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Should You Lower Your Prices?

By Amanda Sides on Jun 10, 2016

My boyfriend tells the story of a patient he had when he was just starting his career. She complained about the price of the service time and again, saying she could hardly afford it, and begged him to make a special deal for her.

He finally did, only to discover later on that she was one of the wealthiest women in that little Costa Rican town. He felt terrible, because everyone else was paying full price without complaining.

While he does volunteer his services to those in need and occasionally arranges trades with people who can't afford to pay, he's never consented to a discount like that again.

Over the course of your independent career, you will likely run into someone who asks for a lower price. (There's nothing inherently wrong with this: you never know unless you ask, and learning to ask for what you want is a valuable skill.) As the business owner, you will be the one charged with deciding what to do about it.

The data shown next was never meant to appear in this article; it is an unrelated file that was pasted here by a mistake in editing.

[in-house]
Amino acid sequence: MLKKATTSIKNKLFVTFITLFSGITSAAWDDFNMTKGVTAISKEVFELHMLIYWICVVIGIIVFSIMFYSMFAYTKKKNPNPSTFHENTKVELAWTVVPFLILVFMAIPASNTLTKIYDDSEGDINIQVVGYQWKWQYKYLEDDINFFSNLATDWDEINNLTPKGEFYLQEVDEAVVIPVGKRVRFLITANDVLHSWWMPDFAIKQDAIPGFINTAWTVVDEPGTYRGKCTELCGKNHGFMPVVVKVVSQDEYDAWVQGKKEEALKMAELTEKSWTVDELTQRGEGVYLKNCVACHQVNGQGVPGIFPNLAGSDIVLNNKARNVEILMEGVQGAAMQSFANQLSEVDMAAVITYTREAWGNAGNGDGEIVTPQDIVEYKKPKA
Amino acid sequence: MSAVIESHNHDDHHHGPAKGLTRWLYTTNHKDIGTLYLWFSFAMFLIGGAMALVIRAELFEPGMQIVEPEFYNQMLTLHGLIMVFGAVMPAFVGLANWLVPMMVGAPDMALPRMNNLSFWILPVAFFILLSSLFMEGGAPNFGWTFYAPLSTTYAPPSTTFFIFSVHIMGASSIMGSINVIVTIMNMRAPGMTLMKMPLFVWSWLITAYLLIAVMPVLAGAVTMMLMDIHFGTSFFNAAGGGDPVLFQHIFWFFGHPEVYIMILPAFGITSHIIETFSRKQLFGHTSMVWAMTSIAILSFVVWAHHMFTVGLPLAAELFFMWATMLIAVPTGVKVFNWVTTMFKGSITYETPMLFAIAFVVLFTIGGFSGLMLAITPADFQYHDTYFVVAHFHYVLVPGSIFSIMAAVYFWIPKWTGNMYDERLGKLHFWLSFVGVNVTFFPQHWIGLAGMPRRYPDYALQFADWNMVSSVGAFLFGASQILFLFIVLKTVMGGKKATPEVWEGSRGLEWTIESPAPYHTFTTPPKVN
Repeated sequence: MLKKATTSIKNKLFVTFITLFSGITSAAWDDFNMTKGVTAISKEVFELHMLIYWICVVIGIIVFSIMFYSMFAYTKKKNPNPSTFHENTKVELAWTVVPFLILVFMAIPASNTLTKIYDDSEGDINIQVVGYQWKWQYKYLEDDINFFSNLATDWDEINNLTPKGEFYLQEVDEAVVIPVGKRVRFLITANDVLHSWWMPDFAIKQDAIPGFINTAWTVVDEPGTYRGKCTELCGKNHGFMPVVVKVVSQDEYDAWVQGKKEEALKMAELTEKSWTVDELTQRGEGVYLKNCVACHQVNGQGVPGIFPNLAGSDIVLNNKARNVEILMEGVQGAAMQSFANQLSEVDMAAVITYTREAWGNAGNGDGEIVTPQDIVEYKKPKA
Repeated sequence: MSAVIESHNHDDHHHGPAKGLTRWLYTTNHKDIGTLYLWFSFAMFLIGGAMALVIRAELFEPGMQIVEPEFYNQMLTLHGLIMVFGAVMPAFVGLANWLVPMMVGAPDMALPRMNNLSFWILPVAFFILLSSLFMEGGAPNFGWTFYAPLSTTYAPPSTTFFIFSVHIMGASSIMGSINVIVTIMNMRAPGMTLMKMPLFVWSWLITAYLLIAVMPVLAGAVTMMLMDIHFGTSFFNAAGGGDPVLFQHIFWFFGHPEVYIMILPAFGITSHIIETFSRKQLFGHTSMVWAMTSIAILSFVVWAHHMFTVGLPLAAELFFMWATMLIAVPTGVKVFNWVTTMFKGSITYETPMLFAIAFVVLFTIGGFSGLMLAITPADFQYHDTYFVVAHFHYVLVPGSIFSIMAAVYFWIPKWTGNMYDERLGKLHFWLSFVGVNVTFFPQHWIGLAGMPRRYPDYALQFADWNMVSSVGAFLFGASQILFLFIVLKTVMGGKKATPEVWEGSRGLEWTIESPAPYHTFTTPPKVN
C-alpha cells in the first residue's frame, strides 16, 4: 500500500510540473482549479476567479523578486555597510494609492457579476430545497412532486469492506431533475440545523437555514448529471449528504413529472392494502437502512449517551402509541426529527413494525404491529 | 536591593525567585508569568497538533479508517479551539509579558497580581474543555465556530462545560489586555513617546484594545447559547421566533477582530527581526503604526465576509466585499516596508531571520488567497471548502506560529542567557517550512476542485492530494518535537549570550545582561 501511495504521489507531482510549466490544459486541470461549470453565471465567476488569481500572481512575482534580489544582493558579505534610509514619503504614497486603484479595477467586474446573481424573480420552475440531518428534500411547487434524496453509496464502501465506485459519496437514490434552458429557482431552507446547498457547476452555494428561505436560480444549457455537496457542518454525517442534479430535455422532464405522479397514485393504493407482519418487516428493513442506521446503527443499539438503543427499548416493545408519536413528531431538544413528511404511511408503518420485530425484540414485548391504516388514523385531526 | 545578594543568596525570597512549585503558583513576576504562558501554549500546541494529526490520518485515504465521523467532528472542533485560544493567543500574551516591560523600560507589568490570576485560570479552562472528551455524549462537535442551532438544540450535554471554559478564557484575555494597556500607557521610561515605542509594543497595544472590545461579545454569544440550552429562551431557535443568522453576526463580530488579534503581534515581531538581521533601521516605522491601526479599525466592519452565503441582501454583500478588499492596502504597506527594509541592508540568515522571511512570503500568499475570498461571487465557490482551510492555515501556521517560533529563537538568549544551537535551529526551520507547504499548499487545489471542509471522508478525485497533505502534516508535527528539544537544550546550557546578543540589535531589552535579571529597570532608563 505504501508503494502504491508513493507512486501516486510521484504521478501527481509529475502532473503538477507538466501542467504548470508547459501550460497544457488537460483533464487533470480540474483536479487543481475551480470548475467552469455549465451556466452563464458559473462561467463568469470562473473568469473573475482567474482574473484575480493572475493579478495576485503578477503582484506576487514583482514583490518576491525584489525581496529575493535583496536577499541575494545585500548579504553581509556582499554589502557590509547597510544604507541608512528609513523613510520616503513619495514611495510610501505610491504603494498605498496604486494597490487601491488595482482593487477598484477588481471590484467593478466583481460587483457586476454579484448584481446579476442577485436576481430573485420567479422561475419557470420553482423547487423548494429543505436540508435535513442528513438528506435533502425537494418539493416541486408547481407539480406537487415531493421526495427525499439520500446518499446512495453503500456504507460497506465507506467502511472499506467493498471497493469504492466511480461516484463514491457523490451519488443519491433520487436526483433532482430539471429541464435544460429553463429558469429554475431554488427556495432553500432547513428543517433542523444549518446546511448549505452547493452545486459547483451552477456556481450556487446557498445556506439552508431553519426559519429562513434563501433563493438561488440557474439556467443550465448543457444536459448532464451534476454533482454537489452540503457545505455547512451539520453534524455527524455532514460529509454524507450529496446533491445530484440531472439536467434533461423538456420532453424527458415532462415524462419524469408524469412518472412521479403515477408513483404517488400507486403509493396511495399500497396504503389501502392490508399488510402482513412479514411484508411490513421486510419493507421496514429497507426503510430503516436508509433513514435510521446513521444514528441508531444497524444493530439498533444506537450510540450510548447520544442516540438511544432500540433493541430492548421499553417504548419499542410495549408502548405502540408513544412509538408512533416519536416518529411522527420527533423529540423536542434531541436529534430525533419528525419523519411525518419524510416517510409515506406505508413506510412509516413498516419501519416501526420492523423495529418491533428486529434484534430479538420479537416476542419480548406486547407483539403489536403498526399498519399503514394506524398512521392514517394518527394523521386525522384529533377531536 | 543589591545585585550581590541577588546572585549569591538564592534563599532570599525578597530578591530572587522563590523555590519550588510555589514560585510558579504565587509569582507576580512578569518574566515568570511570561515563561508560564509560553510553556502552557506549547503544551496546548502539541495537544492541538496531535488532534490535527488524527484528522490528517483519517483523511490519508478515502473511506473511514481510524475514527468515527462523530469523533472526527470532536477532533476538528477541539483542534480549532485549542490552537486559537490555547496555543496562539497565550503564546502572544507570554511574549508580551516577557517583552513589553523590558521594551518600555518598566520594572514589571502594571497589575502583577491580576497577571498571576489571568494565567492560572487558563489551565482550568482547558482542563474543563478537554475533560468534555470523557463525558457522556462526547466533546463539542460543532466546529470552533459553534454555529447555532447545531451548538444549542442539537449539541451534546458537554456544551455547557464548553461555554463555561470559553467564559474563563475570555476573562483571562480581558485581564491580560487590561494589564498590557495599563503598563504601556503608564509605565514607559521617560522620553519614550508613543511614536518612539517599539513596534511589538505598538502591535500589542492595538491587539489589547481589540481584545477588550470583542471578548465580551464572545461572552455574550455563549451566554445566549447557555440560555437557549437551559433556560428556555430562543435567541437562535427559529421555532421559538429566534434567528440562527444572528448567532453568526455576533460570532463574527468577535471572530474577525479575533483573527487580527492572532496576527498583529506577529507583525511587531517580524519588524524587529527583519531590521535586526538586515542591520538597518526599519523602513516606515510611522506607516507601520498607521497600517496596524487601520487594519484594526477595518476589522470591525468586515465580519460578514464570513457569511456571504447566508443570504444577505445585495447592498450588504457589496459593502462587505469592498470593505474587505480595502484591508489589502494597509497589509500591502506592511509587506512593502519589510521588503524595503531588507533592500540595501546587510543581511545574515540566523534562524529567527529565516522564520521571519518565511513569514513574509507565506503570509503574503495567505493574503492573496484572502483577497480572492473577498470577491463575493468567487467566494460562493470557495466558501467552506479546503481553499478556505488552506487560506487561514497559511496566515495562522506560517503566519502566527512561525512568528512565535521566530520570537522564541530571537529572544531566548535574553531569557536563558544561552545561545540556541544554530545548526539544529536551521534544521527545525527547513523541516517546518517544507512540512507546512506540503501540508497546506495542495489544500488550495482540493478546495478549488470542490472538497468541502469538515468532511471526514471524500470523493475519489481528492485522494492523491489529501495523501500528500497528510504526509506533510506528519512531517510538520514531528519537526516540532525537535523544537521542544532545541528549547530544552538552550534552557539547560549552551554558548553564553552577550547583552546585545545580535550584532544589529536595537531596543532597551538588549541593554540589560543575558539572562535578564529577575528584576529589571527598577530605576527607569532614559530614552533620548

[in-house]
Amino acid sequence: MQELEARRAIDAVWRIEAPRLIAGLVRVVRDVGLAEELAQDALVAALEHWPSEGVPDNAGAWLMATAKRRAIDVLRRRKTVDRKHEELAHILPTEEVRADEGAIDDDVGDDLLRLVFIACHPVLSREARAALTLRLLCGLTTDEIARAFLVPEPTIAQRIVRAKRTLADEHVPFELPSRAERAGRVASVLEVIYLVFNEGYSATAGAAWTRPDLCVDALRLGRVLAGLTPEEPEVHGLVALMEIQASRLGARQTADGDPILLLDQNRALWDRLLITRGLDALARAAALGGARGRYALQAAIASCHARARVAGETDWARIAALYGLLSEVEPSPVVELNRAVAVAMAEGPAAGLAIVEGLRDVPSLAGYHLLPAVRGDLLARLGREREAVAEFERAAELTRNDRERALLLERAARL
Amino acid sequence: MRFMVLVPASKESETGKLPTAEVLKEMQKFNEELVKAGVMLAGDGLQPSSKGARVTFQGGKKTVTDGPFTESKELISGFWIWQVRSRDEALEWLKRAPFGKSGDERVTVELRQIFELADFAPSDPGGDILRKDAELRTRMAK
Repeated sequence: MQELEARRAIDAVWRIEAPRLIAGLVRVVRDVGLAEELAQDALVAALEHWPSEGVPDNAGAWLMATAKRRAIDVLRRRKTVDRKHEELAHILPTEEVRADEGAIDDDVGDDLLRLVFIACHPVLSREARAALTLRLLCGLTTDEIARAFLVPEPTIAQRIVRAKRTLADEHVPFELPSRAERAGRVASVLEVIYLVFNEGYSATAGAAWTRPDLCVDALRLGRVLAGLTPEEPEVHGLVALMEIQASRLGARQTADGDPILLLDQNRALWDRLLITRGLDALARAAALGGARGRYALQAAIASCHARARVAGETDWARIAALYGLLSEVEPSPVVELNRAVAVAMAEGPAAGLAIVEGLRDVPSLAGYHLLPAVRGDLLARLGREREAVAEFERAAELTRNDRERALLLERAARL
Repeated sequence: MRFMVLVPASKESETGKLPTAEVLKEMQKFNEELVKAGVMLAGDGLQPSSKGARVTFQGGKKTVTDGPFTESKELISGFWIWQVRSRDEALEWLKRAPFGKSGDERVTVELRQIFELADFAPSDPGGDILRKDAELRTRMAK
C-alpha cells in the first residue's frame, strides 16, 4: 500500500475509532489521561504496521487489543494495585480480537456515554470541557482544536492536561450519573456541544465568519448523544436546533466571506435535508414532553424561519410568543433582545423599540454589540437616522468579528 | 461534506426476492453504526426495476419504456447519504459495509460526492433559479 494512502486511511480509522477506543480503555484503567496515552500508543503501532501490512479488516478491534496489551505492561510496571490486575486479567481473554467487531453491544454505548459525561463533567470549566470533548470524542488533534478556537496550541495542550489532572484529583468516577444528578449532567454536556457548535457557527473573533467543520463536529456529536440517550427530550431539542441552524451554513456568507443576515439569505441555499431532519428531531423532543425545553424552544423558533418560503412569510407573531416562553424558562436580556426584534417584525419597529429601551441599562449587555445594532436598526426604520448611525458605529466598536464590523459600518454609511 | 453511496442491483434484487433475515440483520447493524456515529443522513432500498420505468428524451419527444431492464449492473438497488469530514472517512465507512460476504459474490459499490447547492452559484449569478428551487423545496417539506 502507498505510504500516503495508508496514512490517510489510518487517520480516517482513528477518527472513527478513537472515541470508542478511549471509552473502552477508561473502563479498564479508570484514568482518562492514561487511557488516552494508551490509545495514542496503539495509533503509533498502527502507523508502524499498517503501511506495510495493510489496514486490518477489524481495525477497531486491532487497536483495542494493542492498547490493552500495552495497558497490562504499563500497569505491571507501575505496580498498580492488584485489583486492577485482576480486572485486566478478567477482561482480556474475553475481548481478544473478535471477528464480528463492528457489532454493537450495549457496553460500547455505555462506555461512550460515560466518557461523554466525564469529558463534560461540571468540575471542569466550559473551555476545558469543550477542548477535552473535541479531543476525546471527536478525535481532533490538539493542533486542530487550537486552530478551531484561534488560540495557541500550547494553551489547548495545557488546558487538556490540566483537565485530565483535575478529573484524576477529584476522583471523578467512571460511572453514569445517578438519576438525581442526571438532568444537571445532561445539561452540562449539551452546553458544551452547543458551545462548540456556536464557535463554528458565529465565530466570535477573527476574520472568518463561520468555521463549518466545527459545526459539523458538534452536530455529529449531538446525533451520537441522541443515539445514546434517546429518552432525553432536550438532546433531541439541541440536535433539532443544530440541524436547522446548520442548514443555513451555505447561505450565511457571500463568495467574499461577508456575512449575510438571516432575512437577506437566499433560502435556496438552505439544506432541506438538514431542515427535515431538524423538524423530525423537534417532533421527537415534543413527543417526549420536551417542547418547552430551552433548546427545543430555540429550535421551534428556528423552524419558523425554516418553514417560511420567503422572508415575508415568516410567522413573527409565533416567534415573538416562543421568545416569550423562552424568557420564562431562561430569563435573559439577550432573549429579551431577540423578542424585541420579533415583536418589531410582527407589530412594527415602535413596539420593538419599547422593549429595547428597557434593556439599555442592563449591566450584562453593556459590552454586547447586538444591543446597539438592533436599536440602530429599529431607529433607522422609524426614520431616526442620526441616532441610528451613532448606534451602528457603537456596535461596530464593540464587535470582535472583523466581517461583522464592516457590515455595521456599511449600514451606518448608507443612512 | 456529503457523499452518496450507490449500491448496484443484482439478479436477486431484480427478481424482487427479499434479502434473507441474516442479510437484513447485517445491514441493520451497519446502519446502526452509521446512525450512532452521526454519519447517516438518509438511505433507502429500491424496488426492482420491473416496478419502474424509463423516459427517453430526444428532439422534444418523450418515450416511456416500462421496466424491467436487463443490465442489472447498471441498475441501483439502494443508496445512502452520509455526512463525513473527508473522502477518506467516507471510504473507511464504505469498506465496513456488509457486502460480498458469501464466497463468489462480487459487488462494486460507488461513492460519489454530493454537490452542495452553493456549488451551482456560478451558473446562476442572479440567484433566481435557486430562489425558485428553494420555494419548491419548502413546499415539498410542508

Remember: what you do has value.

It's fair to expect something in exchange for what you have to offer. If your prices are fair and your work is good, you should never have a reason to feel guilty about accepting money for what you do.

Why is the person asking?

Is she dissatisfied with part of the service? Is he in genuine financial trouble and in need — not merely want — of your service? Is she asking for a trial period, after which time she will be happy to pay in full if she decides to stay with you? Has he been pestering you for a deal, all the while continuing to purchase your service at normal price?

How do you feel about it?

If the idea of lowering your price for someone makes you uncomfortable or, worse, resentful, don't do it.

You don't owe anyone an explanation.

You set your prices after carefully considering the market and the quality of your work. A person asking for a price cut can be directed to any offers you might have ongoing: discounts for buying in bulk, a deal of the month, or a freebie for referring a friend. Beyond that, a polite, "No" is the way to go. If the client can find a better deal elsewhere, you might lose him, but that keeps you available to take care of the clients who truly value your services and are happy to pay the prices you've set.


Have you ever lowered your prices at the request of a customer? How did it turn out?

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